The three top attractions in Patagonia are: the Cerro Torre / FitzRoy range in the northern section of Parque Nacional Glaciares, the Perito Moreno Glacier in the southern section of the Parque Nacional Glaciares, both in Argentina, and the Parque Nacional Torres del Paine in Chile.
In a previous blog post, we wrote about a hike to Cerro Torre, this blog is about attraction number two: the Perito Moreno Glacier, let’s call it PMG for short. The PMG is a tremendously popular attraction located 80 km outside of El Calafate; extremely popular because it’s stunning, and also as it is very easily accessible: you can fly into El Calafate, take a bus to the glacier, view it from the nicely done walkways, and be back at your hotel in time for a cocktail.
We were expecting crowds and booths selling kitschy crap, but we were pleasantly surprised. The walkways that face the glacier are extensive, and as soon as you have walked 10 – 15 min away from the main visitor center, the crowds disappear.
And not being in the midst of a crowd is a key issue; enjoying the glacier is a visual experience, but also an auditory one. The PMG is one of the few glaciers in the world that is advancing, and in the case of PMG rather rapidly: 2m per day. The rapid advancement leads to a great deal of action, and associated noise: the glacier snaps, crackles, and pops. Large pieces fall off from the top – 60m above the lake that it is advancing into – and fall into the water with a boom; stress is relieved somewhere inside the glacier with a sound like a huge shotgun; large pieces slide into the lake water with a woosh. It’s very cool to sit and just listen and watch the glacier. And the weather was spectacular.
But wait, there’s more…
The day after our visit to the PMG, Karen and I were walking out of our campground on our way to take a nice, lengthy hike, when the owner (manager?) of the campground we were staying at came running up to us.
Her English was non-existent, and our Spanish needs some serious work, but after a few minutes, she conveyed to us that something unusual was happening to the PMG. We understood “7 meters” and “spectacular”, but she was so insistent that we decided to spend another day at the PMG. And a good thing we did.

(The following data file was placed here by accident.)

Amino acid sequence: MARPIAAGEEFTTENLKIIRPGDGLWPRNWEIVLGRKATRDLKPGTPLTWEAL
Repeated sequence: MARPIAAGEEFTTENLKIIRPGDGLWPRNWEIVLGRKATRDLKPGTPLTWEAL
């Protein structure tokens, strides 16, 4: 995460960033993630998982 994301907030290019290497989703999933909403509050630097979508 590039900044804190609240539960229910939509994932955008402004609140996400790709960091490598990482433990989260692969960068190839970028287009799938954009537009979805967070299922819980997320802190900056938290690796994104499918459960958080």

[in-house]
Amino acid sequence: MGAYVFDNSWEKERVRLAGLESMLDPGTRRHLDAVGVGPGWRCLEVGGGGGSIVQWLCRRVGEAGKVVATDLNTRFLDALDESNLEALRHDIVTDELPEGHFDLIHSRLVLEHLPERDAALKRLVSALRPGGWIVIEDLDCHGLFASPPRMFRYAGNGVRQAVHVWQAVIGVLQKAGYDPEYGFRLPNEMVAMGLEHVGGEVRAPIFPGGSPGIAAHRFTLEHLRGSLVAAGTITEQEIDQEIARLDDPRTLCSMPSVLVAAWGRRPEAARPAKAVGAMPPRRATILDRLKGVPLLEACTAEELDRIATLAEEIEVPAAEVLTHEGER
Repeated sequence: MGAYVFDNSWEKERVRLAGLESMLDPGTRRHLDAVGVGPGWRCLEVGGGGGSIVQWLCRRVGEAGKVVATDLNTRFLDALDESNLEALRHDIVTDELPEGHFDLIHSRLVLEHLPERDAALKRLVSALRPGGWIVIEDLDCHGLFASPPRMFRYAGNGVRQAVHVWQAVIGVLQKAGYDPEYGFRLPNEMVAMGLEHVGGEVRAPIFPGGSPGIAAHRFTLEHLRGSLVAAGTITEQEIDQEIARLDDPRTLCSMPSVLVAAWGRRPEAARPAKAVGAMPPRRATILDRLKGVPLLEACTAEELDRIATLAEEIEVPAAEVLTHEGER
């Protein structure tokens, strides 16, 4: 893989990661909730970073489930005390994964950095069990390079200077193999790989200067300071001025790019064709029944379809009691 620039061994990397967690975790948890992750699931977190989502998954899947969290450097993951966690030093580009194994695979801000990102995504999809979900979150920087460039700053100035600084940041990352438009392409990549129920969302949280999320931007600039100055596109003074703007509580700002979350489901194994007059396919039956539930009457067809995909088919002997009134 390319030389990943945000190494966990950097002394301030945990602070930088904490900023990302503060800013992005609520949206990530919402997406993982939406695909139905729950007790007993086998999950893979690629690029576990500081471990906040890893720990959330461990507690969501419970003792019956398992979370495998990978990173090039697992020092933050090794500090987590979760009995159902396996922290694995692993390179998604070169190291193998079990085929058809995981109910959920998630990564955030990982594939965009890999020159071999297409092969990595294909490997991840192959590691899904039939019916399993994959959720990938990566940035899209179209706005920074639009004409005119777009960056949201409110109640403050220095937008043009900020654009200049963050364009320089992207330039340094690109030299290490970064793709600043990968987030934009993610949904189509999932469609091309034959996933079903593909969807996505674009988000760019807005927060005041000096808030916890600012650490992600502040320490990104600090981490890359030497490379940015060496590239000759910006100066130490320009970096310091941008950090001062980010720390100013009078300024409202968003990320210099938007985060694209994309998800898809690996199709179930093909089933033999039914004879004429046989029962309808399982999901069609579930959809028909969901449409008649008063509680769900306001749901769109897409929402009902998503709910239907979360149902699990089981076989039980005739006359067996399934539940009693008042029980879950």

Some background: the PMG advances into, and melts into, the Lago Argentina. The PMG is situated such that it advances into a rather narrow strait that connects two parts of the lake. Periodically, as the Lonely Planet puts it in its purple prose: “17 times between 1917 and 2006”, or as normal people would say: “every 5 years”, the glacier advances all the way across this narrow strait and creates a dam.
When this dam is in place, effectively the Lago Argentina is split into two lakes, one of which, the southern part called the Brazo Rico, has plenty of inlets, including the part of the PMG that melts into it, but no outlet. The water level builds up in the Brazo Rico until it has reached a high enough level to where the water pressure ruptures the glacier dam, and this part of the glacier collapses in a very dramatic fashion. This is what our campground host had tried to explain: the water level had reached a point at which the glacier was starting to collapse.
When we arrived for our second day at the PMG, there was a heightened sense of anticipation amongst spectators and guides, and there were four photographers from the National Park on hand.
The water in the Brazo Rico has reached a level 7m higher than in the Lago Argentina, and the glacier rupture had started. Difficult to show in pictures, but underneath one part of the glacier, a river had been created leading from the Brazo Rico into the Lago Argentina.
And during the day we were there, the river was steadily growing, and as it undermined portions of the glacier, they would collapse into the lake. Very cool. Per one of the guides, the river would continue to grow steadily, and it would take weeks before the water level between the two halves of the lake had equalized.
For those who can’t get enough of the PMG, go to youtube and search for “2012 perito moreno glaciar” ; there are some very neat videos.